What does lung cancer feel like – unexpected signs, symptoms
Nov. 9 — CORBIN — While a persistent cough, wheezing, shortness of breath and chest pain are classic signs of lung cancer, there are a number of surprising signs and symptoms that can signal the disease.
Lung cancer accounts for about 13% of all cancers diagnosed in the United States and is the leading cause of death in men.
Classic or expected symptoms of lung cancer include:
—Cough that does not go away or gets worse
— coughing up blood or rust-colored sputum (saliva or mucus)
—Pain in the chest that is often worse with deep breathing, coughing, or laughing
— Shortness of breath — feeling as if you cannot breathe or get enough air
—Infections such as bronchitis and pneumonia that do not go away or keep coming back
—New onset of whistling — making a high-pitched whistling sound on exhalation
Unexpected symptoms of lung cancer
Not every lung cancer symptom is related to your lungs or breathing. These unexpected signs may include:
— Hoarseness or change in voice.
A lung tumor can press on the nerve that controls the vocal cords, causing your voice to sound strained or hoarse, or to sound lower pitched or softer.
Weight loss that is unexpected can be a sign.
– Bloody clothes.
You are more likely to develop blood clots in your legs, arms or lungs.
— Pain in the bones.
When lung cancer spreads to the bone, it can cause bone pain in the spine/back, pelvis, or large bones in the arms and legs. This pain is worse when you move, at night, or when you lie on your back.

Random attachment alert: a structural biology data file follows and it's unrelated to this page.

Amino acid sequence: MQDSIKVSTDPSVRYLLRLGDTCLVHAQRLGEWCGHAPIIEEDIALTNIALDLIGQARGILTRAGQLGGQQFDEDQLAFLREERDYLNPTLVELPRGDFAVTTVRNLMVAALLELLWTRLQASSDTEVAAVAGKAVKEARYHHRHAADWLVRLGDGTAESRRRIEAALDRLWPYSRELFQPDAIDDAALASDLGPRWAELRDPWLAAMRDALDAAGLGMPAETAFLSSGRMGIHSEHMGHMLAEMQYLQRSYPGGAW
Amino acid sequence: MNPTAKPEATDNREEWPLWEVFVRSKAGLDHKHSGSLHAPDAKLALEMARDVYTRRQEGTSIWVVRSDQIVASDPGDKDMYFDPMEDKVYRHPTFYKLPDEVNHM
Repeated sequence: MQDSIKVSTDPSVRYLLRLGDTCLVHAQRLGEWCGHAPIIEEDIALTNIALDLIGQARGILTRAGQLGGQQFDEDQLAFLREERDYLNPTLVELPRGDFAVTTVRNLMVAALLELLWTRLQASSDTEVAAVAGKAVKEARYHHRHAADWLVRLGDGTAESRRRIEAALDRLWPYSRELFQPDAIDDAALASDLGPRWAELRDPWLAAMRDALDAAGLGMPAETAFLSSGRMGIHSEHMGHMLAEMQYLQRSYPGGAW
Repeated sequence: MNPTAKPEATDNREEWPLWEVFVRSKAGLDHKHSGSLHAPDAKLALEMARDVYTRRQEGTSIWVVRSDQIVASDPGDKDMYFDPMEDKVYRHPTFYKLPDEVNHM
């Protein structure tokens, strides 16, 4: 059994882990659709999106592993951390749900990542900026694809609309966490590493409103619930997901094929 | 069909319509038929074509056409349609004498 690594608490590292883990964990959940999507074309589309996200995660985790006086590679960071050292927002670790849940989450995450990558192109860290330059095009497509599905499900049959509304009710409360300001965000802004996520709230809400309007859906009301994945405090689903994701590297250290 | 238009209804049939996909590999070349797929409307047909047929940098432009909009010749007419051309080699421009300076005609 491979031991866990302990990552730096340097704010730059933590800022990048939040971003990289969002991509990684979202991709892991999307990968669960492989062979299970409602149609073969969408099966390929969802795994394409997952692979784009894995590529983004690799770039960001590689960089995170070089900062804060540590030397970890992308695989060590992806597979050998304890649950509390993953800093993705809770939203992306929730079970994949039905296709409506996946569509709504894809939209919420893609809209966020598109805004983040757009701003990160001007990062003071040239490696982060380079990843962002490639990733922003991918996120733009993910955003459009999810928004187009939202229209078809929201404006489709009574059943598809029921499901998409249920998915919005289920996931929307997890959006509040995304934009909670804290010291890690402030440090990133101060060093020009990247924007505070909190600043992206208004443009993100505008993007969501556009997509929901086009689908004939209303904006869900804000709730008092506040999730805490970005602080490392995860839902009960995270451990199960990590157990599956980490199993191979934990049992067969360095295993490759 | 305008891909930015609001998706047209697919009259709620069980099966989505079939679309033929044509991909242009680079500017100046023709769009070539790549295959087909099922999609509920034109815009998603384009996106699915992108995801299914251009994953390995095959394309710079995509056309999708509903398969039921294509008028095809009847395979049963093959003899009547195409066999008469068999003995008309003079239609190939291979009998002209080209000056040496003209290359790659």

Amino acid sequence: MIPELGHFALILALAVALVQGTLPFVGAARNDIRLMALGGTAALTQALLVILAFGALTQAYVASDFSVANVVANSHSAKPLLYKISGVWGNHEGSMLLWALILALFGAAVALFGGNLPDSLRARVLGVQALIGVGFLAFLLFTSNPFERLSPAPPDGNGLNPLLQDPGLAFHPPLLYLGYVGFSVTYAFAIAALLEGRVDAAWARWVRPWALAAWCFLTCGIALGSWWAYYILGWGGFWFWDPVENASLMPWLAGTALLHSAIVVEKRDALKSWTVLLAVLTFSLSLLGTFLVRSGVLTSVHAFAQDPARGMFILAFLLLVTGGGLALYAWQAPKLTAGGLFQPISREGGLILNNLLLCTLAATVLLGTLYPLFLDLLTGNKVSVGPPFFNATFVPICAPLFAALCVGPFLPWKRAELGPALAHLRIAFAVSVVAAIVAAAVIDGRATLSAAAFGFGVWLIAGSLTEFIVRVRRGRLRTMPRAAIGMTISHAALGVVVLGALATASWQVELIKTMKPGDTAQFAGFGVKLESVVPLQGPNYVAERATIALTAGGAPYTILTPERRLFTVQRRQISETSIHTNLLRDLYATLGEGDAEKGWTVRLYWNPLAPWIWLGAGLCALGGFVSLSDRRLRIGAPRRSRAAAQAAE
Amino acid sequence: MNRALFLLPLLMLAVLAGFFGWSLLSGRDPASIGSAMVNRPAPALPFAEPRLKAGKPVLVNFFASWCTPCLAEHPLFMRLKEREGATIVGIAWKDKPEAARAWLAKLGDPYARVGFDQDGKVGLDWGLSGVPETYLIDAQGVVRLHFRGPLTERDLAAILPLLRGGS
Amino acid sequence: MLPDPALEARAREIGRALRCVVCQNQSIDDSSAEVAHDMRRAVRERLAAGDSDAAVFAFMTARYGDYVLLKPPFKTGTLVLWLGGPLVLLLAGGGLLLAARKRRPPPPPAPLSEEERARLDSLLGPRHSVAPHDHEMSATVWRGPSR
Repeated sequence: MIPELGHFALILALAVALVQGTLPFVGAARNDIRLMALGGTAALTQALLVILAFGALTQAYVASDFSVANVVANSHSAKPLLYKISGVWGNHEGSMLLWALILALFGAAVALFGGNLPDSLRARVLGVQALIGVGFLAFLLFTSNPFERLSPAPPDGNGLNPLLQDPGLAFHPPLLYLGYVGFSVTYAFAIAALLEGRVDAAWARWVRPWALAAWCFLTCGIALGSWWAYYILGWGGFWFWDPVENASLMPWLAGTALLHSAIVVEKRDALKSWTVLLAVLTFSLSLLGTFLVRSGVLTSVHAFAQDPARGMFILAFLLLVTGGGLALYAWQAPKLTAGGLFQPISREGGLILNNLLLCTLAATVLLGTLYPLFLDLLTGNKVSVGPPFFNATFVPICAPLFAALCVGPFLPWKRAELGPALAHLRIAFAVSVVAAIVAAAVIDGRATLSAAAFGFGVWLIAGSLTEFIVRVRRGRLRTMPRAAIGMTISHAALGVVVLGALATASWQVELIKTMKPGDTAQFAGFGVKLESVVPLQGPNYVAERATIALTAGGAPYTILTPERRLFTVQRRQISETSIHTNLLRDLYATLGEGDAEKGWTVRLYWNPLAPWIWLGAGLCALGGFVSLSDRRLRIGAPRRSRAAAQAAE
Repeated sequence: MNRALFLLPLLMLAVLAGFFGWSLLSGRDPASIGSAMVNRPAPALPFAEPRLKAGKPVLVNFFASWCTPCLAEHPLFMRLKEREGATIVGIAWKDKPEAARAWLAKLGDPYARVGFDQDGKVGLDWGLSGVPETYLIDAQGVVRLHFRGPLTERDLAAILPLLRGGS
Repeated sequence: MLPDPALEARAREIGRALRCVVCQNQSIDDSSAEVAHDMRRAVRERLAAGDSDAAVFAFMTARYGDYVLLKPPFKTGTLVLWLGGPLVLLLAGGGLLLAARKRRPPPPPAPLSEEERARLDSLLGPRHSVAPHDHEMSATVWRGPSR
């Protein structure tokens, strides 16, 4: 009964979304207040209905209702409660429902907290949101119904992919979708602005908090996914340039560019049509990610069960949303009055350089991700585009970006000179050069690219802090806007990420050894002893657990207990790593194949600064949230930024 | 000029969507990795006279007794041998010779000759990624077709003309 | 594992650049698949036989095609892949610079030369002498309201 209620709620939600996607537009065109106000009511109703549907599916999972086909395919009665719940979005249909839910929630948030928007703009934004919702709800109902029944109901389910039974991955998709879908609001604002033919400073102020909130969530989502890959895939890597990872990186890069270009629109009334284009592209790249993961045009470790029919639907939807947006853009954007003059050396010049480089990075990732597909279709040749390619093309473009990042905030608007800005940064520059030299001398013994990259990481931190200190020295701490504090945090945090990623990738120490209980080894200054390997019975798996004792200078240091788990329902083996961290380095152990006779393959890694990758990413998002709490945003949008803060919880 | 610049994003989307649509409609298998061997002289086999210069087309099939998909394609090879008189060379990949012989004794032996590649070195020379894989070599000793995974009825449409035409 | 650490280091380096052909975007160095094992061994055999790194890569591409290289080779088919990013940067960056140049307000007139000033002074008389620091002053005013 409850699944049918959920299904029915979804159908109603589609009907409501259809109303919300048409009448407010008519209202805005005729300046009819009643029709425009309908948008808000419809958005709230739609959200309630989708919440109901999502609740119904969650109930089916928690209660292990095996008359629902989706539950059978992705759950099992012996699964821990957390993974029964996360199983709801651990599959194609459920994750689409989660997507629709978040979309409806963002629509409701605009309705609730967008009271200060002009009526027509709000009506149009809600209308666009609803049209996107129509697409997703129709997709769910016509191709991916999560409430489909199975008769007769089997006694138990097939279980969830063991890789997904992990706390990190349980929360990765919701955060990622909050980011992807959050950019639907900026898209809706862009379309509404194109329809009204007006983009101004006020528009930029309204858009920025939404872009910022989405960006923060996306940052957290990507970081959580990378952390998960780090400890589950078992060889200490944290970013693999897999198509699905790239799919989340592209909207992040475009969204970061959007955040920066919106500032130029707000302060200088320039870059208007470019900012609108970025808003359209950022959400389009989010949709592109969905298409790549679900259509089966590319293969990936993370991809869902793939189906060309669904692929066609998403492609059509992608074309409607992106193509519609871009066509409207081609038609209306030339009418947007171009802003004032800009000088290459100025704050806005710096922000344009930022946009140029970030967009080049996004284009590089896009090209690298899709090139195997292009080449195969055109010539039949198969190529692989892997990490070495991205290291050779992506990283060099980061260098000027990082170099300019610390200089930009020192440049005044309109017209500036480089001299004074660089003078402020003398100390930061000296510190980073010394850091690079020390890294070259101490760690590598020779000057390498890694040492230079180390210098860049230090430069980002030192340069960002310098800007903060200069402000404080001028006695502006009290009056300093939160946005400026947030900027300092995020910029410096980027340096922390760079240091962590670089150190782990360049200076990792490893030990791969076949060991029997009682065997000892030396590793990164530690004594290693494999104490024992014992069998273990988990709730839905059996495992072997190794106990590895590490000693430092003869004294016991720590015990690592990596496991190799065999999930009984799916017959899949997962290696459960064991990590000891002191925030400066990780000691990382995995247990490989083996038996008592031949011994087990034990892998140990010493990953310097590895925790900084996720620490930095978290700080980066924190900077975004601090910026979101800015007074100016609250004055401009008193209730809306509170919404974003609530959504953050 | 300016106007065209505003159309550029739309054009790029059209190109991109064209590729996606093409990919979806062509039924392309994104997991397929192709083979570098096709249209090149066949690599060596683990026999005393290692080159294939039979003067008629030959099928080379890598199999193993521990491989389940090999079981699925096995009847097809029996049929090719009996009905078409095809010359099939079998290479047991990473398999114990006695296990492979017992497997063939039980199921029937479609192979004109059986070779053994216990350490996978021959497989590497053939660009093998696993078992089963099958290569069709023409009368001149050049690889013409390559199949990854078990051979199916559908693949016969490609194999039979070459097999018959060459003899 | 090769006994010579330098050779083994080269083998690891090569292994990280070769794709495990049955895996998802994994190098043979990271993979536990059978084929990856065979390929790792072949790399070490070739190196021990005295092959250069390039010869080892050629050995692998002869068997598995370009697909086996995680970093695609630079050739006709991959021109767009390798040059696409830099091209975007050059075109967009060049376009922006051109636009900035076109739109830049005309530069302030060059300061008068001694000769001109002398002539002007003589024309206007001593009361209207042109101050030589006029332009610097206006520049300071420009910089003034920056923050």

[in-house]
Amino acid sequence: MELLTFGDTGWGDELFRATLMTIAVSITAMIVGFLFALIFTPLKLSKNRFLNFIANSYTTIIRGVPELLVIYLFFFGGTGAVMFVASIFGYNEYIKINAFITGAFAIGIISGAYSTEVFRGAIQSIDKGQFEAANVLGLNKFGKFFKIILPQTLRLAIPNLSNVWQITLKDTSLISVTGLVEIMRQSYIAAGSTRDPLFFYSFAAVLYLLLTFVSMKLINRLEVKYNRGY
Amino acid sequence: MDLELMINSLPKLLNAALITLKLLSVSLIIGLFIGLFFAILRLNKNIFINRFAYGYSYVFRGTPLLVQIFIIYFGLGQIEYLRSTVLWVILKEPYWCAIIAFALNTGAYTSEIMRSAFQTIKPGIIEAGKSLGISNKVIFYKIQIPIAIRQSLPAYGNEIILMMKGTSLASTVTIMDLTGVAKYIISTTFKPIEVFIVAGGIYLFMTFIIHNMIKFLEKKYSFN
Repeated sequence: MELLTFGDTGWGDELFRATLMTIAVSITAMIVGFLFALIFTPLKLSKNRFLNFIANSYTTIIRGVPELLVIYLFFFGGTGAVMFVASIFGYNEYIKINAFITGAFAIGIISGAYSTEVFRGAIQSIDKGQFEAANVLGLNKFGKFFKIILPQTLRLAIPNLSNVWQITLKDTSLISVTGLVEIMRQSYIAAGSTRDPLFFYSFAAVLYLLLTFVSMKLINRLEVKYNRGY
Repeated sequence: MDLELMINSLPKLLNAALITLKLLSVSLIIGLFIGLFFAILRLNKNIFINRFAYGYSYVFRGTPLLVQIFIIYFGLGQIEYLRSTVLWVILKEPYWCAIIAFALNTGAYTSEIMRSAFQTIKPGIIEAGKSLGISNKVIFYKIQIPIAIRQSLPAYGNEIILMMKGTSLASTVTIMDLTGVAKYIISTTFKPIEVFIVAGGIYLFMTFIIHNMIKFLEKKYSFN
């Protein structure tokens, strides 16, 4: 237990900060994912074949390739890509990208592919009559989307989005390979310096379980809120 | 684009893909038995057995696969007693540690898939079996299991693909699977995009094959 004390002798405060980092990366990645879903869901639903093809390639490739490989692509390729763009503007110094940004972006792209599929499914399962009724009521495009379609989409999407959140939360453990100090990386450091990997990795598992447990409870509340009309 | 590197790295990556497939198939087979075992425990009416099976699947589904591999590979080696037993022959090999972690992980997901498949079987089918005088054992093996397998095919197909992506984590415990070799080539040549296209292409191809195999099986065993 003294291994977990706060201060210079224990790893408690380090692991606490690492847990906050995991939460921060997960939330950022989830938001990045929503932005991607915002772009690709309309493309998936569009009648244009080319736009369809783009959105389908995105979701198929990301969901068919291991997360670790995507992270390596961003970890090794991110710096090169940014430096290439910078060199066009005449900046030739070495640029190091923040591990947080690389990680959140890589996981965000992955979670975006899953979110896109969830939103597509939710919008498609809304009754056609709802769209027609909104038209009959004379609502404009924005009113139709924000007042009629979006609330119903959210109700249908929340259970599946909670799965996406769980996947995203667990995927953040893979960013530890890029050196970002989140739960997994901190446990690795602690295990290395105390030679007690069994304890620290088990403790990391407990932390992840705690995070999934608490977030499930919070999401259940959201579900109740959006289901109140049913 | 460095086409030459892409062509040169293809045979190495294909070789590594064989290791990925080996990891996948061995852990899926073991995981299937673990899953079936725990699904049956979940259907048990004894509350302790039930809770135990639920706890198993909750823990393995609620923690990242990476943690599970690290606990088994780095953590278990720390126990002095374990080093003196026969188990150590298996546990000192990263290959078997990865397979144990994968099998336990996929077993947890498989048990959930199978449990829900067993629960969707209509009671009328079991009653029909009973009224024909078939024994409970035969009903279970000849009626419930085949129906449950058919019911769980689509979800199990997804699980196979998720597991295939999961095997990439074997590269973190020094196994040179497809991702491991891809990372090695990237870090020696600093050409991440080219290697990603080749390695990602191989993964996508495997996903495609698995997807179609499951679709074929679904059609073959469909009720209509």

Feeling tired, or feeling tired, that is new or does not go away. This can be the result of many different medical problems, but it can be a sign of cancer.
— Heart problems.
New heart problems such as a fast or irregular heartbeat or new chest pain may be associated with undiagnosed lung disease.
— Swollen face, neck or hands.
This may include a purple tint to the skin.
— Swollen breasts in men.
Large cell lung cancer can affect a man’s hormone levels, causing swelling and tenderness in the chest.
— Changes in the nervous system.
When lung cancer spreads to the brain, it can cause changes in the nervous system such as headache, weakness or numbness in an arm or leg, dizziness, balance problems, or seizures.
“Many of these symptoms—both the classic type and those that are more unexpected—can be indicators of other types of medical conditions, so it’s best to discuss these signs with your health care provider,” said Bridgette Jones, RN, OCN, a pulmonary nurse practitioner. Navigator, Baptist Health Corbin. “None of these signs definitely means lung cancer, but having one or more of these symptoms is concerning and means it’s time to make an appointment with your doctor to discuss your symptoms.”
Lung cancer is a major health problem in the United States. Take our health risk assessment to help you identify lung cancer risk factors and determine if you are recommended for lung cancer screening at Baptisthealth.com/Corbin.
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